Your next visit to Xcaret will be full of ancient wisdom

This is the meaning of the New Fire pre-Hispanic dance

A goal of each visit to Xcaret is to make you feel in touch with an ancient world in the midst of nature. A world full of pre-Hispanic dances telling us stories about what living in different times and cultures meant. For this reason, a visit to the Mayan Village is a must during your day at the Park. There, you will find an isle where amazing performances take place. In the middle of nature, underground rivers, and the scent of copal, you will witness the birth ritual of the God of corn.


  • Hun Nal Ye, God of black corn that has reached the end of its cycle.
  • Ah Puch, God of death. Always accompanied by underworld characters such as the bat, crocodile, and owl.
  • Bacabes, Gods of nature. They symbolize the four winds and are the officiants of priests.
  • Priestess, carriers of the cosmic essence, in charge of opening the axis of the Maya sacred spaces.
  • Divine twins Hunahphu and Xbalamque, players of the ancestral ball game who visited Xibalbá, the Mayan underworld.
  • Halach Huinic, chief of the ancient Maya communities. Governor and leader along with the Bacabes through the ritual process.

What is the story this ritual tells?

Here is the meaning of important things you must know about this performance

First of all, this pre-Hispanic dance represents an agricultural ritual full of symbols of the Maya culture. This procession recreates an image painted in one of the oratories at Pool’e.

This dance speaks about Hun Nal Ye’s journey to Xibalbá, accompanied by Ah Puch and the characters of the Maya underworld. Chac, the god of rain, and the four Bacabes are in on the journey too. They dance to sow the seed of the New Fire and to ask the rains for new harvests.

Following, the four priestesses are in charge of preparing the sowing with a dance for the goddess of nature, Ixmucane, who will grow the seeds and make the young corn god see the light.

Afterward, Ah Puch, lights a circle of fire with his torch. This symbolizes the slashing, an agricultural system in which the earth is prepared by burning what is above it to mineralize the organic materials and favor planting and harvesting. Meanwhile, around the circle of fire, the priestesses dance to summon the rain of the god Chac. Thus, with that rain, the young corn god will be born from the shell of a turtle.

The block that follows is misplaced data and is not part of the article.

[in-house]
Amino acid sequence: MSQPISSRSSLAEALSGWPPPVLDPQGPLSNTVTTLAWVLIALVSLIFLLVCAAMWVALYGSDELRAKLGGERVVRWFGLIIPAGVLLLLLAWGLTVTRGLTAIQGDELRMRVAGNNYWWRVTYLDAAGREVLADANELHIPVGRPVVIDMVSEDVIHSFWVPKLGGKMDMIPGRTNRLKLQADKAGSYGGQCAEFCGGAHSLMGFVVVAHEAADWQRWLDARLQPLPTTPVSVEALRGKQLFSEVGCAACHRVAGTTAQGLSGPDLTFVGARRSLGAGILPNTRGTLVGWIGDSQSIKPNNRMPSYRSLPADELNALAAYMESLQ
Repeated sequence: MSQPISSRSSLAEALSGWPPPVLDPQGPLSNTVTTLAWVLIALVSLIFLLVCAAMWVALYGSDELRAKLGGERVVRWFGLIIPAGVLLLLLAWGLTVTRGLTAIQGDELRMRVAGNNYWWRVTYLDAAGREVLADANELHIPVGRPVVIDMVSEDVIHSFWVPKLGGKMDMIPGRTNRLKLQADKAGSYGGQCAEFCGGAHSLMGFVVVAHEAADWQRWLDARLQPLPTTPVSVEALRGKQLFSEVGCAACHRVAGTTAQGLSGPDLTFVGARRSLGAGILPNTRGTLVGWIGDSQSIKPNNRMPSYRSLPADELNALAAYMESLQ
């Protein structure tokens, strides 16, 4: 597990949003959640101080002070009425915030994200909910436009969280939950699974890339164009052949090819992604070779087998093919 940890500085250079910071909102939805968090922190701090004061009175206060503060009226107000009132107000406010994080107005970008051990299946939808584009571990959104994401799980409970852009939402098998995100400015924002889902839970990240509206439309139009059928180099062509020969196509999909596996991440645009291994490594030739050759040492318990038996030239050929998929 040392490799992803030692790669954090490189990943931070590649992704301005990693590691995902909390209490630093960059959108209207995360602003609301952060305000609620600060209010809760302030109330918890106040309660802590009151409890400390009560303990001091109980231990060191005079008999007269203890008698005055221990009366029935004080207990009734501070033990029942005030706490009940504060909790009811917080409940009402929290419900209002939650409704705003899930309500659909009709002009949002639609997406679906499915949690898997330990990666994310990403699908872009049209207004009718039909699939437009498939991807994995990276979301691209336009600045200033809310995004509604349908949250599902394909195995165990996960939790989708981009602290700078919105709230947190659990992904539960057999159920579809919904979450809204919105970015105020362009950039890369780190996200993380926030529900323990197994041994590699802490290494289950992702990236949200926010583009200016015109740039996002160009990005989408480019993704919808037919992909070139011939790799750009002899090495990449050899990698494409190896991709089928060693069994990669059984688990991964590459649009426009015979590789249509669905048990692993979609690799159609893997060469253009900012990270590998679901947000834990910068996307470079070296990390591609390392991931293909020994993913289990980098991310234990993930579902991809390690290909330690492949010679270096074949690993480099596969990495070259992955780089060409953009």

For the next scene, the Halach Huinic appears, accompanied by the divine twins of creation. The Halach Huinic dances with two torches to chase away the bad winds, representing the eternal struggle of day and night. Once that bond is strengthened, he will take his baton, closing the ceremony.


The last dance is a celebration to inaugurate a new agricultural cycle. In the end, the circle of energy closes saluting the four winds and Chac, while Ah Puch and other characters from the underworld return in the canoe to Xibalbá.

These pre-Hispanic dances do not correspond to a specific period or historical space in the Maya culture timeline. It tries to transmit passages and ways of life in an artistic way, with the help of studies and inquiries about the worldview and life of Maya societies. 

Keep reading more about this topic: A look at the pre-Hispanic ideology of the Mayas.

This ritual dance of the birth of the New Fire is the end of an agricultural cycle and the beginning of a new one in Mesoamerica, especially in Maya communities. Fire is the connection between humans and gods that provide life essentialities. Therefore, at homes of the Maya inhabitants of Yucatán and Quintana Roo, there is always a fire burning, putting it out is the end of a cycle and is associated with chaos or disconnection of men with deities. Finally, ritual dances are done to light it again and restore this connection in which the gods will appear renewed, bringing rain and fertility on earth.

This reopening season they find the pre-Hispanic dances in the Open Forum. Follow the blue line to point 24 on your map and enjoy this magnificent show every day at 4:30 p.m. To know more about the changes in Xcaret in the new normal, follow this link.